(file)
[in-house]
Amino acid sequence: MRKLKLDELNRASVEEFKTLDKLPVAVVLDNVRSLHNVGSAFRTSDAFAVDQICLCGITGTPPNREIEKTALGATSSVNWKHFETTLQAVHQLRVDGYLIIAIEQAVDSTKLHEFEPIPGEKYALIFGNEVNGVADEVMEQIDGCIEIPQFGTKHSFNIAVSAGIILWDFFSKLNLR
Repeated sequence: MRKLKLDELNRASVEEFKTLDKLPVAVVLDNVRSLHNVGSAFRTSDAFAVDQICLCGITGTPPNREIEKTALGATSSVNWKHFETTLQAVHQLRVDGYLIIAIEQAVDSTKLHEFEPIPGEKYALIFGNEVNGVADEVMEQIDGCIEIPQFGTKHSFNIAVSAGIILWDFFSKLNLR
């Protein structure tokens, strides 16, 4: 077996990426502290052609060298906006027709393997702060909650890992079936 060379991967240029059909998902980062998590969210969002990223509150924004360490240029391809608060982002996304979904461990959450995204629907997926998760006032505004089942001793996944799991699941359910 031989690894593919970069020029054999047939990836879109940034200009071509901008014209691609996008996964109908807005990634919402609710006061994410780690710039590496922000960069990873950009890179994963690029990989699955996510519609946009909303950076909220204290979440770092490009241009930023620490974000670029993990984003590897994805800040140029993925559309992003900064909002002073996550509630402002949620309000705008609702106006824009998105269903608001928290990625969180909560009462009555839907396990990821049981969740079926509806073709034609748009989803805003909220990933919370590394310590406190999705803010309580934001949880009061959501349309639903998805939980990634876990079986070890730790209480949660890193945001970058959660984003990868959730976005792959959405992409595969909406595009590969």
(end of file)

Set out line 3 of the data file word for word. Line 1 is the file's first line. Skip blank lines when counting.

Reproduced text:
Repeated sequence: MRKLKLDELNRASVEEFKTLDKLPVAVVLDNVRSLHNVGSAFRTSDAFAVDQICLCGITGTPPNREIEKTALGATSSVNWKHFETTLQAVHQLRVDGYLIIAIEQAVDSTKLHEFEPIPGEKYALIFGNEVNGVADEVMEQIDGCIEIPQFGTKHSFNIAVSAGIILWDFFSKLNLR